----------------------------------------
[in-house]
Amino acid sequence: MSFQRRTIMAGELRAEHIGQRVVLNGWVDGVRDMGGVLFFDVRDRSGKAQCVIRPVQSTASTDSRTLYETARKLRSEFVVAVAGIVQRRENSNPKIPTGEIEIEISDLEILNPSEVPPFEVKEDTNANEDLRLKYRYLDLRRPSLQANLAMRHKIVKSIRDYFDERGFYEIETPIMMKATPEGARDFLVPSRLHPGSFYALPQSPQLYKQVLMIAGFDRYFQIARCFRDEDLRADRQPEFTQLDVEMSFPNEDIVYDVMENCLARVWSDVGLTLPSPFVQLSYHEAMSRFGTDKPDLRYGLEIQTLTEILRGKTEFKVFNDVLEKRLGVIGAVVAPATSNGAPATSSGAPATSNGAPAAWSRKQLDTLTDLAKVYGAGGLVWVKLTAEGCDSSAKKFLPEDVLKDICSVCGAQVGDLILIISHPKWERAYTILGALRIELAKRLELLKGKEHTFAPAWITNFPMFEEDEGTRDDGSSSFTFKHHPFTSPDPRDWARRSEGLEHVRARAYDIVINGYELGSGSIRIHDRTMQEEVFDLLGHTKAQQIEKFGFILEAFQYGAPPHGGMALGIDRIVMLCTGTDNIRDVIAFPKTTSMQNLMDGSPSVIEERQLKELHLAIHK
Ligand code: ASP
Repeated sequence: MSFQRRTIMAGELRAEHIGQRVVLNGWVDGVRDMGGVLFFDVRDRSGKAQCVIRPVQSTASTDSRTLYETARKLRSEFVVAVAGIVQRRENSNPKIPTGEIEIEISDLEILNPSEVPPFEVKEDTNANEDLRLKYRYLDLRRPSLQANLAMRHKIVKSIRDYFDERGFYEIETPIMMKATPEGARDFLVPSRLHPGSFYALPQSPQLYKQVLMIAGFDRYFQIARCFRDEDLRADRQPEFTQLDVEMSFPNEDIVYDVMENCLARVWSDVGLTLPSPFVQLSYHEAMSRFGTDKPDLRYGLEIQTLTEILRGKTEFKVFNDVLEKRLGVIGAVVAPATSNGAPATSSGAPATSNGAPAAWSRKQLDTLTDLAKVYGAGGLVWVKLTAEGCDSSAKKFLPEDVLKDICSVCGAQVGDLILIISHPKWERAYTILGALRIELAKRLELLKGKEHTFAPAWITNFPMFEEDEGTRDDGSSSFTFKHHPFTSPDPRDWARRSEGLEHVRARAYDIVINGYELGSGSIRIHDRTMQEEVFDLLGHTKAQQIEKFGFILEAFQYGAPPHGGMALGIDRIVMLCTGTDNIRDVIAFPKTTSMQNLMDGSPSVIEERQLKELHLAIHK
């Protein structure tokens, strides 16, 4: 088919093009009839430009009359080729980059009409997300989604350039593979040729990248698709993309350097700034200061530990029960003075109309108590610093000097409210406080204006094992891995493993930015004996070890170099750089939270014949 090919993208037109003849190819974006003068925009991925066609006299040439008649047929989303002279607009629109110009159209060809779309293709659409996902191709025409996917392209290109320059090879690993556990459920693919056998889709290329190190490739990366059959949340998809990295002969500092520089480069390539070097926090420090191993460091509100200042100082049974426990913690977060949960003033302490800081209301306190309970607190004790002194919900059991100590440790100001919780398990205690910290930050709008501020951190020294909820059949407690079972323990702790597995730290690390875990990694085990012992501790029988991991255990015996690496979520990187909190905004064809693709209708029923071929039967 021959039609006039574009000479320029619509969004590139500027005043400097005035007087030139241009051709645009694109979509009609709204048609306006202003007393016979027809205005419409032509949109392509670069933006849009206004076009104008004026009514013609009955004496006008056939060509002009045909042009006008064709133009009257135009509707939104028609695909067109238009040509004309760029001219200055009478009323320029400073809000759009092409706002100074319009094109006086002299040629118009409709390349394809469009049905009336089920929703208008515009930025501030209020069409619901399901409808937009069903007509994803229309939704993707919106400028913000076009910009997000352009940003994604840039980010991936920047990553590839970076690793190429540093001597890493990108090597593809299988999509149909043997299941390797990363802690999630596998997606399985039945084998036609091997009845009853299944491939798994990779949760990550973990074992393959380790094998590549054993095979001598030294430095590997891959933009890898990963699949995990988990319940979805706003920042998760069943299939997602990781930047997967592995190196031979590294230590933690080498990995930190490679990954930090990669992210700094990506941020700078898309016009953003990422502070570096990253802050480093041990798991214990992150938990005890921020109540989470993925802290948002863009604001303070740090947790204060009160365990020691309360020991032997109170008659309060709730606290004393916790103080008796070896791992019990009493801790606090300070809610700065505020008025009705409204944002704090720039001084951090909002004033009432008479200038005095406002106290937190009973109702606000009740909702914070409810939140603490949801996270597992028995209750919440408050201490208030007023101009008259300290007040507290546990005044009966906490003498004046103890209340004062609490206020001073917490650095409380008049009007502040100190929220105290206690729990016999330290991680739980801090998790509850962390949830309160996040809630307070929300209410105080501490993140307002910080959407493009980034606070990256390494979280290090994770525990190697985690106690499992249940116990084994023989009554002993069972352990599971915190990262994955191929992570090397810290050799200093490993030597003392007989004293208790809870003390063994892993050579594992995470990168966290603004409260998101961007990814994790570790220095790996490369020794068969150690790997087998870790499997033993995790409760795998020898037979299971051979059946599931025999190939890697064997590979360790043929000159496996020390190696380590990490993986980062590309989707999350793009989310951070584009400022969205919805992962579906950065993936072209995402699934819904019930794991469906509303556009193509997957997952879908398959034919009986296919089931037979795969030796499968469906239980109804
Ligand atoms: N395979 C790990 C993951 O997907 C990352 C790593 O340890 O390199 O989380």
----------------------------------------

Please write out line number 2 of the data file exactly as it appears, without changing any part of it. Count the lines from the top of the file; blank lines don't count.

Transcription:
Amino acid sequence: MSFQRRTIMAGELRAEHIGQRVVLNGWVDGVRDMGGVLFFDVRDRSGKAQCVIRPVQSTASTDSRTLYETARKLRSEFVVAVAGIVQRRENSNPKIPTGEIEIEISDLEILNPSEVPPFEVKEDTNANEDLRLKYRYLDLRRPSLQANLAMRHKIVKSIRDYFDERGFYEIETPIMMKATPEGARDFLVPSRLHPGSFYALPQSPQLYKQVLMIAGFDRYFQIARCFRDEDLRADRQPEFTQLDVEMSFPNEDIVYDVMENCLARVWSDVGLTLPSPFVQLSYHEAMSRFGTDKPDLRYGLEIQTLTEILRGKTEFKVFNDVLEKRLGVIGAVVAPATSNGAPATSSGAPATSNGAPAAWSRKQLDTLTDLAKVYGAGGLVWVKLTAEGCDSSAKKFLPEDVLKDICSVCGAQVGDLILIISHPKWERAYTILGALRIELAKRLELLKGKEHTFAPAWITNFPMFEEDEGTRDDGSSSFTFKHHPFTSPDPRDWARRSEGLEHVRARAYDIVINGYELGSGSIRIHDRTMQEEVFDLLGHTKAQQIEKFGFILEAFQYGAPPHGGMALGIDRIVMLCTGTDNIRDVIAFPKTTSMQNLMDGSPSVIEERQLKELHLAIHK